Driving protein
diversity

Future-proofing Europe’s food system

People across Europe want a sustainable, secure and just food system. European governments have set some of the world’s most ambitious targets for reducing emissions and farming in harmony with nature – and diversifying our protein supply will be essential to achieve them. We know our current food system needs to change – but we don’t want to give up our favourite foods.

Taste, price and accessibility are non-negotiable for most of us when we’re deciding what to eat – but right now, the most sustainable options aren’t meeting those needs.

So at the Good Food Institute Europe, we champion the science, policies and investment needed to make alternative proteins delicious, affordable and accessible.

By diversifying Europe’s protein supply to include options like plant-based and cultivated meat, we can keep eating our favourite foods while boosting food security, meeting our climate targets and supporting nature-friendly farming.

What are alternative proteins?

Juicy Marbles steak Ramen
Photo: Juicy Marbles
Cultured meat bacon
Photo: Uncommon
Animal-free chicken
Photo: Quorn

The potential of protein diversification

Boosting food security

Recent global shocks have shown the pressing need to strengthen the resilience of agrifood supply chains, and increase Europe’s food sovereignty. 

regenerative farming practices with a cover crop

Global demand for meat is projected to grow by at least 52% by 2050, and in Europe we already feed 45% of all the crops we produce to animals and use half of our farmland for animal agriculture. The EU is also the world’s second-largest importer of seafood – depending on other regions for more than two-thirds of the seafood Europeans eat. In an increasingly uncertain world, we need a more sustainable system.

Plant-based and cultivated meat could deliver the meat people want with up to 90% less land, and fermentation can make nutritious food from crops that would otherwise go to waste. Even a modest diversification of protein production could enable 21% of European domestic farmland to transition to agroecological farming, or be used to boost domestic food production or restore natural habitats.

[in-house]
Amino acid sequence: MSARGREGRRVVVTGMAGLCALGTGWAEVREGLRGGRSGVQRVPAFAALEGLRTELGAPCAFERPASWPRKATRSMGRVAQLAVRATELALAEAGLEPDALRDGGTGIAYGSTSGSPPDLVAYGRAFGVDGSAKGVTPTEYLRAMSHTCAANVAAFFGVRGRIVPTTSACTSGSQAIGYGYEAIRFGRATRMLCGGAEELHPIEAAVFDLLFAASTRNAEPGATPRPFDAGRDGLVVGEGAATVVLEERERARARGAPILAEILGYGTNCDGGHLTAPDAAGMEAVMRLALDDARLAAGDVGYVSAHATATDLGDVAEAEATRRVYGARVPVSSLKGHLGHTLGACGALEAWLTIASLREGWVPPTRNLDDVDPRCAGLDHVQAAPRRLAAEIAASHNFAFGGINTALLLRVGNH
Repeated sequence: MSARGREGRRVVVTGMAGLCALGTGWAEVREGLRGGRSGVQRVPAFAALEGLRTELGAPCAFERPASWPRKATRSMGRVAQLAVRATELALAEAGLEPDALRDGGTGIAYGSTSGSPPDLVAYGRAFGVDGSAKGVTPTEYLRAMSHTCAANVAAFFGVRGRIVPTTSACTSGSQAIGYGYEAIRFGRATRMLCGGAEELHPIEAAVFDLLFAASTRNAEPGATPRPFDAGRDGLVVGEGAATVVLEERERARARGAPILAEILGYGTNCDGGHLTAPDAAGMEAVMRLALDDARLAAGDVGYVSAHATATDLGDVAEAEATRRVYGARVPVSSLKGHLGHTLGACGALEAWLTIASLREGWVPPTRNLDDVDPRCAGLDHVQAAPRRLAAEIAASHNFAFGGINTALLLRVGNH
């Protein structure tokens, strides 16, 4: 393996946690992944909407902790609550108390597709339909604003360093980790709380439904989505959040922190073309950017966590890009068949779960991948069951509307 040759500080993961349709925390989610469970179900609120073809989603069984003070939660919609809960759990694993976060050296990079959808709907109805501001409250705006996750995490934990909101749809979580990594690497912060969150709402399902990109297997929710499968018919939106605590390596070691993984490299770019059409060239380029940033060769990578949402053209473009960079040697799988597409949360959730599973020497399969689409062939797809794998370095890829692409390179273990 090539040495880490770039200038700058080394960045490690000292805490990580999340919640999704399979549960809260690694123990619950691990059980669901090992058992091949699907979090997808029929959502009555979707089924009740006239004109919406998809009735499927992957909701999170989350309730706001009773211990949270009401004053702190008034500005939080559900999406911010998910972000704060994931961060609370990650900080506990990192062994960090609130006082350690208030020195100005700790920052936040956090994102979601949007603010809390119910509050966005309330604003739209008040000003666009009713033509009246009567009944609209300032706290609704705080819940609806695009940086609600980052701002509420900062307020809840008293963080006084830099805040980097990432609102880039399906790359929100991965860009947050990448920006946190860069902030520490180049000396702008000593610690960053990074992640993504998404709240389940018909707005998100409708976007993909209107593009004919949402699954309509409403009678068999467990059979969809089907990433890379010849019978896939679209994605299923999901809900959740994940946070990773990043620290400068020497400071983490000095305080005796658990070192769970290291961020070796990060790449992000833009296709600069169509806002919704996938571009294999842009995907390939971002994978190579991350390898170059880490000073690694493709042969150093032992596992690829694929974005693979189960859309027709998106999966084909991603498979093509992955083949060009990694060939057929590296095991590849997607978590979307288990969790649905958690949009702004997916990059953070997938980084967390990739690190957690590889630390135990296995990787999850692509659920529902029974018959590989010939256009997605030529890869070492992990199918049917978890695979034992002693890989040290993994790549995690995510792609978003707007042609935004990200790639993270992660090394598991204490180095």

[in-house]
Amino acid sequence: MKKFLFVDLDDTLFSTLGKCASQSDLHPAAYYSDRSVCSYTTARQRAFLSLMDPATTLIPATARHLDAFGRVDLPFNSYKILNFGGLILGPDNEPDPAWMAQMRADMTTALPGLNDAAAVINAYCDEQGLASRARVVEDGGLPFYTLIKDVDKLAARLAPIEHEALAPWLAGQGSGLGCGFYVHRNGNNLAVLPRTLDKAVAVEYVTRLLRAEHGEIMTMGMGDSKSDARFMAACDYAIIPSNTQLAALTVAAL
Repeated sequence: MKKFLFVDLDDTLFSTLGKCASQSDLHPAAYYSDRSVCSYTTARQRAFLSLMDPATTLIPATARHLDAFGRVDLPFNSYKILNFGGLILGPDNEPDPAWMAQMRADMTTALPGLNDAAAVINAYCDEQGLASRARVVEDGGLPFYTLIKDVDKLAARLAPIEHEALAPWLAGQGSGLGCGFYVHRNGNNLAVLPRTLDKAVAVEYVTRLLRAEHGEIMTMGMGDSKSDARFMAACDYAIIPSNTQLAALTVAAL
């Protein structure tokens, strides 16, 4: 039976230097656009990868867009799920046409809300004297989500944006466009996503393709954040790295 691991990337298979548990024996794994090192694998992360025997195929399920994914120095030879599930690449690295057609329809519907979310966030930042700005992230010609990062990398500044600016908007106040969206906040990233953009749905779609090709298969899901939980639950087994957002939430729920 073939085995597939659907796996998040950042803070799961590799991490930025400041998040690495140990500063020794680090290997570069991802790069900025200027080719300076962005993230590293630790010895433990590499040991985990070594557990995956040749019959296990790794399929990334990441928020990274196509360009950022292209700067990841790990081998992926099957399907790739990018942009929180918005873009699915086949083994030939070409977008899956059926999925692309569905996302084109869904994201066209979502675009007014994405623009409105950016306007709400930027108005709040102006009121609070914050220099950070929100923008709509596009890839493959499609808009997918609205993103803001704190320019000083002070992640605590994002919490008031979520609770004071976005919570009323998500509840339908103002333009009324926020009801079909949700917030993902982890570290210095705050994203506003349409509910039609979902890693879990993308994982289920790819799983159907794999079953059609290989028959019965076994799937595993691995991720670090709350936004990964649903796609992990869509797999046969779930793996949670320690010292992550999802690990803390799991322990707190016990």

Strengthening economies

Protein diversification can drive green growth and create highly skilled jobs. Europe is well-placed to reap these economic benefits, which – with significant public investment – could add over €900 billion to the global economy and create 10 million jobs by 2050. 

two workers in the food sector

For countries willing to invest, alternative proteins could pay major dividends. According to AgriFoodTure, Denmark could create 27,000 jobs in the plant-based sector, and add up to 13 billion kroner (€1.7 billion) to the Danish economy, with just a small fraction of the growing global market. Research by Green Alliance has found that the UK alternative proteins industry could be worth up to £6.8 billion per year and create 25,000 jobs by 2035. 

Europe is currently the world’s biggest market for plant-based meat, and was the birthplace of cultivated meat. Home to some of the field’s most innovative scientists and startups, we have the potential to lead the world on alternative proteins. But as countries like the United States and China begin to invest, Europe risks falling behind as it did with solar energy. Governments must invest now to realise the economic benefits of alternative proteins.

Reducing climate emissions

Research by Oxford University shows that the world cannot meet its climate targets without shifting away from conventional animal agriculture. But in Europe, meat consumption is increasing.

image of flooding driven by climate change

Animal agriculture causes 20% of global greenhouse gas emissionsequivalent to all the planes, trucks, cars, trains and ships on Earth. But to date, protein diversification has received just a fraction of the public and private investment that has gone to other climate innovations such as electric cars and renewable energy, making this a particularly high-impact opportunity. Shifting to plant-based and cultivated meat could reduce climate emissions by up to 92% compared with farming animals – enabling people to eat their favourite foods without accelerating the climate crisis.

Enabling nature-friendly farming